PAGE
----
Highlights of violin making in England

Highlights of violin making in England

The history of violin making in England is a narrative in which clear throughlines are very difficult to make out. It includes talented masters who could proudly hold their own against their colleagues in the most significant violin-making centres of the Continent – and who in fact often moved across the English Channel to pursue their craft on the island. Other chapters of the story involve experts who had a profound understanding of the defining peak achievements of violin making history; still others feature industrious entrepreneurs who had an effect on global trade with history's finest instruments while working from the UK. Yet the surprising sum of all of these episodes is that a densely linked network of master workshops never formed in England, or indeed anywhere in the entire United Kingdom, the way it had countries such as Italy. Nowhere did the rich diversity of family traditions and student-teacher relationships emerge which shaped the time-honoured violin making regions of Europe. By a similar token, there were few beacons of industrial instrument making in England that could be compared with internationally active violin making venues such as Mirecourt or Markneukirchen. As a result, the history of English violin making was marked by upturns that led nowhere; by outstanding masters who could not make a living off their art; and by a bewildering deficiency which Oscar H. Schmitz described in his 1914 publication, a criticism of society entitled Land ohne Musik (“A Country Without Music”).

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Early English violin making in the 17th and 18th century

Violin making in England appeared on the stage of musical history somewhat later than it did elsewhere: the instruments of the violin family were slower to assert themselves vis-à-vis the gambas which continued to dominate English musical culture until well into the 17th century. Wherever violins were used, they were imported (primarily from Italy); luthiers created their own workshops very gradually, and whenever they did, they frequently were run by masters who had immigrated from the Continent, such as Germany’s Jacob Raymann (circa 1596–1660), who is considered one of the first British luthiers.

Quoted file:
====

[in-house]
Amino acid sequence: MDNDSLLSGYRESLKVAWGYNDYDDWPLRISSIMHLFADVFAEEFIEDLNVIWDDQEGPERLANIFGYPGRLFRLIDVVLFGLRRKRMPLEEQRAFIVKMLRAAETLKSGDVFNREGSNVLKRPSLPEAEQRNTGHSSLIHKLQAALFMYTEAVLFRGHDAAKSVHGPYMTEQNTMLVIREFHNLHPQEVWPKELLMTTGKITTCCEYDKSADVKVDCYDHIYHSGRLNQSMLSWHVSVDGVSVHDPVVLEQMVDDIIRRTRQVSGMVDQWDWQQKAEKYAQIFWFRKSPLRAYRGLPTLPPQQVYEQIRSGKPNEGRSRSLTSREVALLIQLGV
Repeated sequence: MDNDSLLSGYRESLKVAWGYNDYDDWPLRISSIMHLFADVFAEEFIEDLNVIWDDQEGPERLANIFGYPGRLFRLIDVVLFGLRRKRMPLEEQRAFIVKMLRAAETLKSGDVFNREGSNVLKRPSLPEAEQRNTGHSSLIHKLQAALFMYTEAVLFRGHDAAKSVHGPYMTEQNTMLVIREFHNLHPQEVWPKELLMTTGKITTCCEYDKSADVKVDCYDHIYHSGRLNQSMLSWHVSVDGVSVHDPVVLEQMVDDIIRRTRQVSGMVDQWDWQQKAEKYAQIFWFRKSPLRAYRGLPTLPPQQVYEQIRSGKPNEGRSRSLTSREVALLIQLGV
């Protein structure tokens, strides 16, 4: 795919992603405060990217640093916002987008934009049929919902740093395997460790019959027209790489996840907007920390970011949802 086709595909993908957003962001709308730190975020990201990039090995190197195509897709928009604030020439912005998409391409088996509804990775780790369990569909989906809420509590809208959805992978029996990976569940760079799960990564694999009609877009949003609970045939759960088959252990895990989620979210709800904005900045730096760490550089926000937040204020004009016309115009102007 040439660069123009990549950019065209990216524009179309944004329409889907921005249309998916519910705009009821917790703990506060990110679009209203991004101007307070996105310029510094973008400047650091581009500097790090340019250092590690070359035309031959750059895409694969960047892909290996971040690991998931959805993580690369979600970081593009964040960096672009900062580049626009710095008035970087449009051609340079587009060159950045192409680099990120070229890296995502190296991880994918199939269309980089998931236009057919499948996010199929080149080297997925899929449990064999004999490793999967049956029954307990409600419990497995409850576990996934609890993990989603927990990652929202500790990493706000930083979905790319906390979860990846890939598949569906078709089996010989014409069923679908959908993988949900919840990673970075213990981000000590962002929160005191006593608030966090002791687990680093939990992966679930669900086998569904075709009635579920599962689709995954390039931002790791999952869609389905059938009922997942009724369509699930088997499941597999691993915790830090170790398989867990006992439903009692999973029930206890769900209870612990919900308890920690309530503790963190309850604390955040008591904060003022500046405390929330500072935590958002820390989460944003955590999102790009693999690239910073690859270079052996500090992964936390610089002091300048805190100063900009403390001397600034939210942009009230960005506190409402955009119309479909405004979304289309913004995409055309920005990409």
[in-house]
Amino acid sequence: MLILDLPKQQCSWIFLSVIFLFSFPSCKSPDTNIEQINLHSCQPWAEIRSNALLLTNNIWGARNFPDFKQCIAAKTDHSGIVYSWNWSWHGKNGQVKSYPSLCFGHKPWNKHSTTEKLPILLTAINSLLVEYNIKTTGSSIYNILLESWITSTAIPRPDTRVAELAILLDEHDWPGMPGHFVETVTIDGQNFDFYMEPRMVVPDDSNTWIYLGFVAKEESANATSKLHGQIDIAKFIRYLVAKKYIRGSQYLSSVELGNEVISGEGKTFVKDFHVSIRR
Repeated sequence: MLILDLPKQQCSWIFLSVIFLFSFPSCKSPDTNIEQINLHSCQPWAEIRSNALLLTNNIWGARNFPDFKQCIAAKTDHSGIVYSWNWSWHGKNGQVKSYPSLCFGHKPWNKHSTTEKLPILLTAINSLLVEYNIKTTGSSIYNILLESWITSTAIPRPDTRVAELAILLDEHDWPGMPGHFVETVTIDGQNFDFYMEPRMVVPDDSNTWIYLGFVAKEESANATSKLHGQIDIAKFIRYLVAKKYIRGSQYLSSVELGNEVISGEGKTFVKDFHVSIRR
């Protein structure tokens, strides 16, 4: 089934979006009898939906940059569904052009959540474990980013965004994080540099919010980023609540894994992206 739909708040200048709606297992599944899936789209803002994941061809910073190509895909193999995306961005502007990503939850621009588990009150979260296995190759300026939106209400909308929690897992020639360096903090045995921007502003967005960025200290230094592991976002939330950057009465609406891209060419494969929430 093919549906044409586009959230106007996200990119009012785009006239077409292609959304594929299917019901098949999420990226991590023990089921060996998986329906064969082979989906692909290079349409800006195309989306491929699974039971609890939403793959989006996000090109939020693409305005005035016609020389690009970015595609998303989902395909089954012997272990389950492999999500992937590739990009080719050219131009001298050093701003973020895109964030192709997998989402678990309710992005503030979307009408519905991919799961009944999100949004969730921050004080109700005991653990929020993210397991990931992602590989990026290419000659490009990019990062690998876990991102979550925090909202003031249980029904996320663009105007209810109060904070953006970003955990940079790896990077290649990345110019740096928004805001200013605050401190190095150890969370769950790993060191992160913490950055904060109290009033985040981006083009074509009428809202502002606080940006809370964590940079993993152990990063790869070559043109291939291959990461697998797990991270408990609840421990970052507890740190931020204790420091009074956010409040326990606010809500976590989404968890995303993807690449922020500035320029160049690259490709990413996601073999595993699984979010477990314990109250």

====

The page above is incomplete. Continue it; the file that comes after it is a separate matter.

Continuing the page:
Like their counterparts in many other European regions, the surviving exemplars of early English violin making – including works of not only Raymann but also Christopher Wise (circa 1650) and Thomas Urquhart (from the 2nd half of the 17th century) – showed a preference for designs with a high table, most notably the model by Jakob Stainer. Thomas Smith, Nathaniel Cross and Alexander Kennedy are good examples of the consistency that was evident in this tradition until the late 18th century.

The influence of Italian masters on the oeuvre of English luthiers

The fact that the re-orientation towards instruments with a lower table did not evolve in England until comparatively late should not, however, distort the relevance of interesting masters whose work reflected this transition. The main figure here is the highly regarded Urquhart student Barak Norman (approx. 1670–1740) who appears to have been heavily influenced by Giovanni Paolo Maggini over time and who optimised his violin model in keeping with the Brescia style. This is an interesting development in light of the fact that the much greater part of his business, even in the later 18th century, consisted of crafting gambas, lutes and theorboes.

The first traces of the Stradivari model in English violins can be seen in the work of Daniel Parker, who presumably came to know the Cremonese tradition in the early 18th century through instruments played by Italian musicians. However, although Parker crafted magnificent pieces – no less a luminary than Fritz Kreisler played a 1720 Parker violin – it would be another two generations before the construction principles of the Italian classics would have a broader effect. The greatest pioneers of this development were Benjamin Banks and his sons, whose workshops in Salisbury, Liverpool and London ranked amongst the premiere addresses of their guild in the late 18th and early 19th century. In this era, Charles Harris Sr. and Jr. also produced instruments of excellent quality in Oxford and London, although they were not to experience the same entrepreneurial success.